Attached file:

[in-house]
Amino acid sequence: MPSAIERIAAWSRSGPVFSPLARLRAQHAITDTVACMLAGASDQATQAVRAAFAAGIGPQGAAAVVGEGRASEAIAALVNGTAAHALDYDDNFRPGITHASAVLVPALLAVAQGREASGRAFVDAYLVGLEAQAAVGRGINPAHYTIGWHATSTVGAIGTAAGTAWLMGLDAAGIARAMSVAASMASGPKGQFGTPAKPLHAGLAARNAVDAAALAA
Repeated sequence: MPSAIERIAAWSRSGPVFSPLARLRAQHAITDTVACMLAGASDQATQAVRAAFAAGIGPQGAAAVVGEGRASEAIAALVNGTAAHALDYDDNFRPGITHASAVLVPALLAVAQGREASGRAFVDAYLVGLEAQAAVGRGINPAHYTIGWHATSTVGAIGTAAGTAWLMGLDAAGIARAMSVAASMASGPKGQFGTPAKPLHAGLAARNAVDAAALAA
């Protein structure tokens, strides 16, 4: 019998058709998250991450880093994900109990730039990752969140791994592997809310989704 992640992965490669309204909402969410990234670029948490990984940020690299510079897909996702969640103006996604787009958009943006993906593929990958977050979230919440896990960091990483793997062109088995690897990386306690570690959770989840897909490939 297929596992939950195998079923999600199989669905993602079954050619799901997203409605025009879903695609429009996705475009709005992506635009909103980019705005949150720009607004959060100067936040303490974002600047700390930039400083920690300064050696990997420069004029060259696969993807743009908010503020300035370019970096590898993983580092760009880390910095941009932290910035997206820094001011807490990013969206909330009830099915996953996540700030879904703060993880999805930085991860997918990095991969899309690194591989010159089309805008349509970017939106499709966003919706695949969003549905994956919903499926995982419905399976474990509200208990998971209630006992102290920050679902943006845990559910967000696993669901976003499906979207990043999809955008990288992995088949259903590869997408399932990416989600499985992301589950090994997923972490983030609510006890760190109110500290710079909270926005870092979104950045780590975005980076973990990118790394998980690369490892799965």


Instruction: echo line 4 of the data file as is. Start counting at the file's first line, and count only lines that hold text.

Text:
């Protein structure tokens, strides 16, 4: 019998058709998250991450880093994900109990730039990752969140791994592997809310989704 992640992965490669309204909402969410990234670029948490990984940020690299510079897909996702969640103006996604787009958009943006993906593929990958977050979230919440896990960091990483793997062109088995690897990386306690570690959770989840897909490939 297929596992939950195998079923999600199989669905993602079954050619799901997203409605025009879903695609429009996705475009709005992506635009909103980019705005949150720009607004959060100067936040303490974002600047700390930039400083920690300064050696990997420069004029060259696969993807743009908010503020300035370019970096590898993983580092760009880390910095941009932290910035997206820094001011807490990013969206909330009830099915996953996540700030879904703060993880999805930085991860997918990095991969899309690194591989010159089309805008349509970017939106499709966003919706695949969003549905994956919903499926995982419905399976474990509200208990998971209630006992102290920050679902943006845990559910967000696993669901976003499906979207990043999809955008990288992995088949259903590869997408399932990416989600499985992301589950090994997923972490983030609510006890760190109110500290710079909270926005870092979104950045780590975005980076973990990118790394998980690369490892799965």